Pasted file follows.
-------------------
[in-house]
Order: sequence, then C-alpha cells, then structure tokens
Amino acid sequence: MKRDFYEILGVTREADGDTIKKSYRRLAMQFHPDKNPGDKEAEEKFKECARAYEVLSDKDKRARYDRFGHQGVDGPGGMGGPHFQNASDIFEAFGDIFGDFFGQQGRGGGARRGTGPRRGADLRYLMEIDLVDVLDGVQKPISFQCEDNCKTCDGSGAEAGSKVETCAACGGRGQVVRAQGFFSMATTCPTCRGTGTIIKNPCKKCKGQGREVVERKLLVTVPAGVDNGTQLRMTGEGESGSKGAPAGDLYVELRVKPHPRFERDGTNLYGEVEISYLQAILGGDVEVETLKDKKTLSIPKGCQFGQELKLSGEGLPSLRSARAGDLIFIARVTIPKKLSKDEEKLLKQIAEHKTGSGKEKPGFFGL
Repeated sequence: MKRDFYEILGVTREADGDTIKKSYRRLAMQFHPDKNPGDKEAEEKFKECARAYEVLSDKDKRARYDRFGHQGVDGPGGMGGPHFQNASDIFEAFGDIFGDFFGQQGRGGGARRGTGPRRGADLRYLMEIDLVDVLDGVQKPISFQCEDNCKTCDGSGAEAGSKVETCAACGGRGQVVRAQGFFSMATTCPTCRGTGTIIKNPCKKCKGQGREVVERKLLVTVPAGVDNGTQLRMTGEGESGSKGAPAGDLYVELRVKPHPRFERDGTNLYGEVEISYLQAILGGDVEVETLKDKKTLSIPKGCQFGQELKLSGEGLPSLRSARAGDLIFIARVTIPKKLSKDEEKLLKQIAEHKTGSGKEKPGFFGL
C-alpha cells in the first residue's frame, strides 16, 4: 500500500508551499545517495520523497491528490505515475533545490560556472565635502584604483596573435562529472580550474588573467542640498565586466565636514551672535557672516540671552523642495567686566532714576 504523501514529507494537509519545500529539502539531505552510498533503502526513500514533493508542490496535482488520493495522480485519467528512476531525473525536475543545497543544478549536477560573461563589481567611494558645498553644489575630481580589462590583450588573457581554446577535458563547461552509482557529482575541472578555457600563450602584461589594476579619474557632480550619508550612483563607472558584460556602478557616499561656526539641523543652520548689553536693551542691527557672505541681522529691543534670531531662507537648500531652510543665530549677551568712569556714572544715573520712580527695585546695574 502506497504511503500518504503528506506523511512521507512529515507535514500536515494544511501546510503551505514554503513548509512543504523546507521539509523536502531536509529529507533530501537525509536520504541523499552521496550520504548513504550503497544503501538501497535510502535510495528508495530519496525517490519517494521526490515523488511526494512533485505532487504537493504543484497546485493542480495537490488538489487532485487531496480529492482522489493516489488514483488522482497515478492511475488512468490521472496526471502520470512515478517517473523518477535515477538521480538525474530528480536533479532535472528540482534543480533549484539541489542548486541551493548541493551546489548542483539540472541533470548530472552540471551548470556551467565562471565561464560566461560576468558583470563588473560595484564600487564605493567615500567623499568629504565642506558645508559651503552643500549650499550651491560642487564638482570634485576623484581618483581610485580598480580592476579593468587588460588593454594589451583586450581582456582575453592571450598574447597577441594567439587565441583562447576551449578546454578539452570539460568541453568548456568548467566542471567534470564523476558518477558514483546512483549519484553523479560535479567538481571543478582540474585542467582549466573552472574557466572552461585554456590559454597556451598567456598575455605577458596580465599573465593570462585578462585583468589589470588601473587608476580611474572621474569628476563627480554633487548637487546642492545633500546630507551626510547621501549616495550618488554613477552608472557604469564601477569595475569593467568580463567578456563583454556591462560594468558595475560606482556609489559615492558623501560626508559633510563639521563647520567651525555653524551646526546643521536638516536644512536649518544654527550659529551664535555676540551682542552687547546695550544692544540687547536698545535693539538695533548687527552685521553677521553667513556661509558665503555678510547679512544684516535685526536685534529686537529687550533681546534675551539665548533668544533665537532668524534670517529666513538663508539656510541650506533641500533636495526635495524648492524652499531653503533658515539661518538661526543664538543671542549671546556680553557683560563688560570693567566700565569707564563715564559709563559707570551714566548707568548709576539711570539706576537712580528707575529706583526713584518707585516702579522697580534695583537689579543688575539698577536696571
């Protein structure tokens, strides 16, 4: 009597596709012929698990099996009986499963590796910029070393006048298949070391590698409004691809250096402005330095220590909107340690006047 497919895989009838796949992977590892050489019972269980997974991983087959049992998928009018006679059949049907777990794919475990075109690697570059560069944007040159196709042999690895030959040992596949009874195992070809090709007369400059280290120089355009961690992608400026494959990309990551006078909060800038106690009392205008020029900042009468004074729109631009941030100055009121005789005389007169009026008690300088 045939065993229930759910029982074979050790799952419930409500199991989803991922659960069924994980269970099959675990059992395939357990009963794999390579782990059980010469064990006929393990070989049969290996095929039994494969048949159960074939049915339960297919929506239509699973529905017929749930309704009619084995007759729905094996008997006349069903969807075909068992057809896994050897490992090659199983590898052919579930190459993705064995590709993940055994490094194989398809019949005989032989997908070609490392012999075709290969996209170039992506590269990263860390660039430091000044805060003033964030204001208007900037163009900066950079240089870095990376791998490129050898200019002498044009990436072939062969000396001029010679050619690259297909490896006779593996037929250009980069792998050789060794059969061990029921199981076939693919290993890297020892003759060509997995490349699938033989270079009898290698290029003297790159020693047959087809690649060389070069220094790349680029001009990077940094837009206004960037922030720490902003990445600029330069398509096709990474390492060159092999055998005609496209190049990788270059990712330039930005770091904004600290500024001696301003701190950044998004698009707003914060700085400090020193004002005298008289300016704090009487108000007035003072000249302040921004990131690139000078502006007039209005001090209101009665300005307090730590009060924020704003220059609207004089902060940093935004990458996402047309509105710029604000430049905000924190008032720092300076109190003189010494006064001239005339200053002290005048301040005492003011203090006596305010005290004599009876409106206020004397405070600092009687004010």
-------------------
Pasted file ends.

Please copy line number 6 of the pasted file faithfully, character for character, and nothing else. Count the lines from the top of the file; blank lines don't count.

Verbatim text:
């Protein structure tokens, strides 16, 4: 009597596709012929698990099996009986499963590796910029070393006048298949070391590698409004691809250096402005330095220590909107340690006047 497919895989009838796949992977590892050489019972269980997974991983087959049992998928009018006679059949049907777990794919475990075109690697570059560069944007040159196709042999690895030959040992596949009874195992070809090709007369400059280290120089355009961690992608400026494959990309990551006078909060800038106690009392205008020029900042009468004074729109631009941030100055009121005789005389007169009026008690300088 045939065993229930759910029982074979050790799952419930409500199991989803991922659960069924994980269970099959675990059992395939357990009963794999390579782990059980010469064990006929393990070989049969290996095929039994494969048949159960074939049915339960297919929506239509699973529905017929749930309704009619084995007759729905094996008997006349069903969807075909068992057809896994050897490992090659199983590898052919579930190459993705064995590709993940055994490094194989398809019949005989032989997908070609490392012999075709290969996209170039992506590269990263860390660039430091000044805060003033964030204001208007900037163009900066950079240089870095990376791998490129050898200019002498044009990436072939062969000396001029010679050619690259297909490896006779593996037929250009980069792998050789060794059969061990029921199981076939693919290993890297020892003759060509997995490349699938033989270079009898290698290029003297790159020693047959087809690649060389070069220094790349680029001009990077940094837009206004960037922030720490902003990445600029330069398509096709990474390492060159092999055998005609496209190049990788270059990712330039930005770091904004600290500024001696301003701190950044998004698009707003914060700085400090020193004002005298008289300016704090009487108000007035003072000249302040921004990131690139000078502006007039209005001090209101009665300005307090730590009060924020704003220059609207004089902060940093935004990458996402047309509105710029604000430049905000924190008032720092300076109190003189010494006064001239005339200053002290005048301040005492003011203090006596305010005290004599009876409106206020004397405070600092009687004010």